There has always been a misconception about psychological techniques and the way cyclists and other sports people use such skills effectively.
Over the years, I've often been asked about techniques that riders have tried and not got to work for them and asked to explain these failures. However, the explanation is not wrapped up in a complex theoretical discussion of psychological research, but is rather simple. It is simply that skills, whether they be physical or mental, require learning and applying over an extended period of time before they can be successfully used. When thinking about the skills you want to acquire - be they relaxation, imagery, concentration or self-confidence - consider the following as the basic stages required to get them ready to influence your performance on the bike.
Stage 1 Learn the technique
The basis of using any psychological skill in a sporting setting must be to have developed a thorough understanding of using the skill in a relatively simple setting first. For example, practising psychological techniques in the relative comfort of your home, in a room free from distractions and when you have the time to focus on them completely is a good first stage. Building a sound foundation will help ensure a good transition to the sporting setting.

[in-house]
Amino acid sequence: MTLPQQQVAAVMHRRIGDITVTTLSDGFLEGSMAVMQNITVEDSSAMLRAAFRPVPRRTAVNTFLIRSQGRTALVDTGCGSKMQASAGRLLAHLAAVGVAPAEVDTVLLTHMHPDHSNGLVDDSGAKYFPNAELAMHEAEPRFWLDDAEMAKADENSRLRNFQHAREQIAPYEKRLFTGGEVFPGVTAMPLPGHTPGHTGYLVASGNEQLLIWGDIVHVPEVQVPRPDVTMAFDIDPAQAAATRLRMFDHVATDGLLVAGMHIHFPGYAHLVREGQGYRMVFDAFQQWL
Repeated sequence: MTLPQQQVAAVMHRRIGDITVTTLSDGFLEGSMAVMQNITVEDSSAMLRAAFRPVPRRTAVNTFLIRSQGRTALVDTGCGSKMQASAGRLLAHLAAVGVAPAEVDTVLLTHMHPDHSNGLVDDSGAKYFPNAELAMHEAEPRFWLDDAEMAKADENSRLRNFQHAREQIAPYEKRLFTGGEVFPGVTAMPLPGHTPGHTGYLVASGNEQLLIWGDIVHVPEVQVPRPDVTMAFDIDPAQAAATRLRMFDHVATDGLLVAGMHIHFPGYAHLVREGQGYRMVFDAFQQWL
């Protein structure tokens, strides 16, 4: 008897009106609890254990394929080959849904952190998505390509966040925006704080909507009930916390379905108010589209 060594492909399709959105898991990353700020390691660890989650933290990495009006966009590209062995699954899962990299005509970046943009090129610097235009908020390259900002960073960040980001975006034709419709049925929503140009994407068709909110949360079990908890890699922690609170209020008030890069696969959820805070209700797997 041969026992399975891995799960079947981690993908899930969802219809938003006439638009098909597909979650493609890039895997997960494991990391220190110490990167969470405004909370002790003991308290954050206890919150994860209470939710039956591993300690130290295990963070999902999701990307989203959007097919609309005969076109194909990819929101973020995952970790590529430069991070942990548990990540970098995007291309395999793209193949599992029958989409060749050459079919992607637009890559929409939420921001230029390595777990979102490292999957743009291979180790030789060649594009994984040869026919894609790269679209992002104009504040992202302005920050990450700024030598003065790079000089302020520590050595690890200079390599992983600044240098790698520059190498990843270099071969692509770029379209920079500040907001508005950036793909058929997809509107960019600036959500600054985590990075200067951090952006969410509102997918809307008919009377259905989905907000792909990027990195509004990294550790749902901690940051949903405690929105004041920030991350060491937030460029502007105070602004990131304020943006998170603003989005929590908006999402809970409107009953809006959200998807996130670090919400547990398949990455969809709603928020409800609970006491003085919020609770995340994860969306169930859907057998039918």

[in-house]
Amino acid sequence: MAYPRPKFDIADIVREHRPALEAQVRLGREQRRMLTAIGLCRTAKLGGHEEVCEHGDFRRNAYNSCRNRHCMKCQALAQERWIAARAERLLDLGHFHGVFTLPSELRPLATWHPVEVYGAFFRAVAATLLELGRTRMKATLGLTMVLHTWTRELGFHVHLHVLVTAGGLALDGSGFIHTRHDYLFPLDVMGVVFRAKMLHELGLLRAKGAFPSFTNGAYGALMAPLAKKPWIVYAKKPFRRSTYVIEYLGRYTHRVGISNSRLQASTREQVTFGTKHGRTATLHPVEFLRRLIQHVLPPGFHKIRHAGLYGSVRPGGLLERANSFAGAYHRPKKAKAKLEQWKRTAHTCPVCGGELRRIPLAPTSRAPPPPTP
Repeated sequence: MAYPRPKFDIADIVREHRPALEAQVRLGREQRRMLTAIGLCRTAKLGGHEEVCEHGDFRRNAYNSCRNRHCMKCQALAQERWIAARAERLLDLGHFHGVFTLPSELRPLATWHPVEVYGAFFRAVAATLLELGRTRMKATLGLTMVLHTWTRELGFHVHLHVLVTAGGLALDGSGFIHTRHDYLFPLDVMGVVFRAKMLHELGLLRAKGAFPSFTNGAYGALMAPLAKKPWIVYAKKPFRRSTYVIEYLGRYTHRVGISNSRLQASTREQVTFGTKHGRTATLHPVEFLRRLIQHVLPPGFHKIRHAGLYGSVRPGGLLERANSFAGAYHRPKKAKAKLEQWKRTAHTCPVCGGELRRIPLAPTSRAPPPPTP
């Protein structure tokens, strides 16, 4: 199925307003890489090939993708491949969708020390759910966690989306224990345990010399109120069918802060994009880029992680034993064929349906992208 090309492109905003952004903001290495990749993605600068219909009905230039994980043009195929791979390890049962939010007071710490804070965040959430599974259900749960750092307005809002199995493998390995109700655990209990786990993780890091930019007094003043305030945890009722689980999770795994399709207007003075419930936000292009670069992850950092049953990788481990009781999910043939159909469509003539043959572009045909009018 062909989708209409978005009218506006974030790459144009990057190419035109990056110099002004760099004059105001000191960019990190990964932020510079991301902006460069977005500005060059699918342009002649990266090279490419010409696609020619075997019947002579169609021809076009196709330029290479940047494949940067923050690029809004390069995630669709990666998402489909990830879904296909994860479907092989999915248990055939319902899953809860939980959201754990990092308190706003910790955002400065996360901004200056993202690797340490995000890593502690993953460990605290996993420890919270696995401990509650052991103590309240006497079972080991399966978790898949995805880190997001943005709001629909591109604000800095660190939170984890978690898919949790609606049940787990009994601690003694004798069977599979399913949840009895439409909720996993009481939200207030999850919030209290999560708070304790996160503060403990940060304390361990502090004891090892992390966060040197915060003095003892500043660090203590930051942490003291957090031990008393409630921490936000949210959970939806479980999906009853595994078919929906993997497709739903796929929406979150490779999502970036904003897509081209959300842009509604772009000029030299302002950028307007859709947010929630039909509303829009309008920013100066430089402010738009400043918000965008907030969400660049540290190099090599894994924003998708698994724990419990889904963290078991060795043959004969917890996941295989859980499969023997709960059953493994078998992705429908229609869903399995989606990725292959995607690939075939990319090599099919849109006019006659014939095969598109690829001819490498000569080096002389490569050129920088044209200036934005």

Stage 2 Use them in training
Set yourself goals to use the skills you have practised at home on the bike for short periods while out training. Start with those lone training rides and build up to using them in club rides when the distraction of clubmates makes the environment more complex.
Stage 3 Use them in mock competitions
If you can apply the technique to staged competitions, then great. If not, think about designating a training ride as a mock TT or use those club rides to simulate road races and take them as seriously as you would an actual competition.
Stage 4 Apply to competition
Think about your race schedule and practise them in less important events building to the season goals.
If you encounter problems at any point, go back to the stage before and build yourself back up. Remember, acquiring mental skills requires dedication!